For what it's worth, the XD and XDS also support 1080p video output, while the entry-level Roku HD does 720p video. We think that's not a big deal considering there's almost nothing in the way of true 1080p streaming video, so you'll have a hard time telling the difference between the resolutions, both of which are characterized as HD. Of course, you'll need an HDTV to view Roku's HD video output and you'll also need to supply your own HDMI cable since the box ships with only a standard composite (red, white, yellow) AV cable. However, it is worth pointing out that at least the Roku HD does connect to standard-definition TVs-- Apple TV, Boxee, and the Logitech Revue (Google TV) are designed to be used only with HDMI-equipped HDTVs.
The Roku XDS includes a USB port (which, once activated, will be used for viewing USB-based media). It also offers an optical audio output and support for component video (via a breakout cable)--both of which are useful for connecting to non-HDMI TVs and home audio systems.
Which model is right for you will probably depend on your existing network setup and the type of TV you plan on connecting to your Roku box. For a lot of people the $69.99 model will work fine if their router is nearby. But the higher-speed 802.11n networking capabilities of the two high-end models will be enticing to many. (We'd bite the bullet and get the XDS.)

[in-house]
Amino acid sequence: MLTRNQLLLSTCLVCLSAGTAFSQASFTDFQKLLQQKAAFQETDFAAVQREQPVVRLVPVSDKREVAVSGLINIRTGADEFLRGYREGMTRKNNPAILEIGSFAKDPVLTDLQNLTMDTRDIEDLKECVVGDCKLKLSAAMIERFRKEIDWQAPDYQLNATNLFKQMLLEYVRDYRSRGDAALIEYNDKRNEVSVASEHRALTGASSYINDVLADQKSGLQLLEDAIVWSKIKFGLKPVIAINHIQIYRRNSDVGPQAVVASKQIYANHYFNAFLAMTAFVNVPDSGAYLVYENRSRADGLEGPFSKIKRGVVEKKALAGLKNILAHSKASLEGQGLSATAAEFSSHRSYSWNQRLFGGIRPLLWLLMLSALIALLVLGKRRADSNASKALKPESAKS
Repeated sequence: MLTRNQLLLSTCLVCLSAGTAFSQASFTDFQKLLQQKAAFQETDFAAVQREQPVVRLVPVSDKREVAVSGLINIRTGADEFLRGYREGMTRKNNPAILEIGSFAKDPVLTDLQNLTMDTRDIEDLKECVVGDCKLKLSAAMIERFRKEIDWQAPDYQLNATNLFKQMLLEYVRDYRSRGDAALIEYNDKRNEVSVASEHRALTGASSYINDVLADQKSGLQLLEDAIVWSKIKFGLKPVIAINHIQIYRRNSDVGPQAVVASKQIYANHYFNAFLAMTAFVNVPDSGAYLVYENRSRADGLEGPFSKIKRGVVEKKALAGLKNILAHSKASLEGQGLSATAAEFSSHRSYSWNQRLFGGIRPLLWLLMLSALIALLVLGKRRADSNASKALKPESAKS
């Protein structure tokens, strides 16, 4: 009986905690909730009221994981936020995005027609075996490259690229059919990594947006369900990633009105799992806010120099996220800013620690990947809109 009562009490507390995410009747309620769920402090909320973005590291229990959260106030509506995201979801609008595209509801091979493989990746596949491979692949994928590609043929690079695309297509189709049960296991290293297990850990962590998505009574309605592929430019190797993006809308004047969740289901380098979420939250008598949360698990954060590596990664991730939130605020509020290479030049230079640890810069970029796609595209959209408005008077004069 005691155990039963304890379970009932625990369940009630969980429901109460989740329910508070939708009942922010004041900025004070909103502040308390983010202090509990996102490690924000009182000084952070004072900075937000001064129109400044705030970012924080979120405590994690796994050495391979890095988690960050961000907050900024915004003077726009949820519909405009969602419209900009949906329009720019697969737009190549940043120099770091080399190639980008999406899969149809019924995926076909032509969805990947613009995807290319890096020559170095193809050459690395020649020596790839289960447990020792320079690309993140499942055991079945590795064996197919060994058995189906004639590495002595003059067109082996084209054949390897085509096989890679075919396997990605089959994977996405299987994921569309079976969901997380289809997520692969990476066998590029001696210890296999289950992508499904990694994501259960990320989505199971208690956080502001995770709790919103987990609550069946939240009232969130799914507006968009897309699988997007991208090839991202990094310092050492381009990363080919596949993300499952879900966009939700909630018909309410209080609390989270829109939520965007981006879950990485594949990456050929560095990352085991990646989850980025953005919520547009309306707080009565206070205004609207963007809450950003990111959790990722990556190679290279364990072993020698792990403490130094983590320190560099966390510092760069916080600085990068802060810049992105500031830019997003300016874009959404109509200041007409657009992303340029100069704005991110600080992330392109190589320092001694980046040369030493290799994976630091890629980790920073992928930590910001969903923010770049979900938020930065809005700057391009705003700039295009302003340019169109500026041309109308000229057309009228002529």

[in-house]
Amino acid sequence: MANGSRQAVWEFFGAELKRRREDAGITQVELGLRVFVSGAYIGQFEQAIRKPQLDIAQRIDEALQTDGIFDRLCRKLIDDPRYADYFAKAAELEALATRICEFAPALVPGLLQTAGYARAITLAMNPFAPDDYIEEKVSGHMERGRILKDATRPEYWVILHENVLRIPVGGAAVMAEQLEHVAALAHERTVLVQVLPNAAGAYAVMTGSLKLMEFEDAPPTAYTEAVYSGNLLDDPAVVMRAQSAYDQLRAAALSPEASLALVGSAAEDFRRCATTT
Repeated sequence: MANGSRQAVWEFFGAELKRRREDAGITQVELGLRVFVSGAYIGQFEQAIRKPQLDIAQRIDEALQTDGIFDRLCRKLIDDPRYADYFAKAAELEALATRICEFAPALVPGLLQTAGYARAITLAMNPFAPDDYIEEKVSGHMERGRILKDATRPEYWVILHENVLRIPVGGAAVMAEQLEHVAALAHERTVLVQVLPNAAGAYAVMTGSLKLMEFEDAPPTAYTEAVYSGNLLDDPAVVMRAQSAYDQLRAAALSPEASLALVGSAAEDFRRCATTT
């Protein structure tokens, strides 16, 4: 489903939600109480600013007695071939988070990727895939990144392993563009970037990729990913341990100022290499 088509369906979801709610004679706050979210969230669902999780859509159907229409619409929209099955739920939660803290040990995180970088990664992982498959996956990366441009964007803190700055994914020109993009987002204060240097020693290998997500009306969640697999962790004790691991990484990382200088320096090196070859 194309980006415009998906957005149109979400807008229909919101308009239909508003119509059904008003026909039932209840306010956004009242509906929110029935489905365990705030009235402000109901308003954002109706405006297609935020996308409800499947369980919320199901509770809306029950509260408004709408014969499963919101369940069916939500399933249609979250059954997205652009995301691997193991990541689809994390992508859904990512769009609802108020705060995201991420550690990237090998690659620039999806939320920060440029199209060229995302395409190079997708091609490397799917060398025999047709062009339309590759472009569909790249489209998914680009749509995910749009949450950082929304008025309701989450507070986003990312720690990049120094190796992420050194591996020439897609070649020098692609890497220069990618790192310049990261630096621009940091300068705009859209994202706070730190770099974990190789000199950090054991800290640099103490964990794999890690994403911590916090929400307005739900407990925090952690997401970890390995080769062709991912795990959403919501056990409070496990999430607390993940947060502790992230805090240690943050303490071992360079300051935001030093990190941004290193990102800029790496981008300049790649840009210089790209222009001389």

Panoply of content
Setting up your Roku Player is pretty straightforward, but you will be asked to set up a Roku account on your computer during the setup process that allows you to link multiple Roku boxes to the account (if you have more than one) and access the Roku Channel Store. And if you're planning on streaming Netflix content, you'll also have to go through the two-step process of linking your Netflix account to your Roku box via Netflix's Web site.
All of the programming on the Roku Player is available a la carte via the Roku Channel Store (see the setup section below for details), with more than 100 channels to choose from. A handful are quite good; many however, you'll find you can live without. (The full list is available at Roku's Web site.)
Some of the most notable channels are:
Netflix (paid subscription): Access thousands of movies and TV shows on-demand. The service is available to all Netflix subscribers on plans that allow one disc or more at a time; alternately, Netflix now offers a streaming-only plan for $8 per month. An increasing amount of the content is available in HD. The updated Netflix interface now supports searching and instant queue additions, which makes things even more convenient.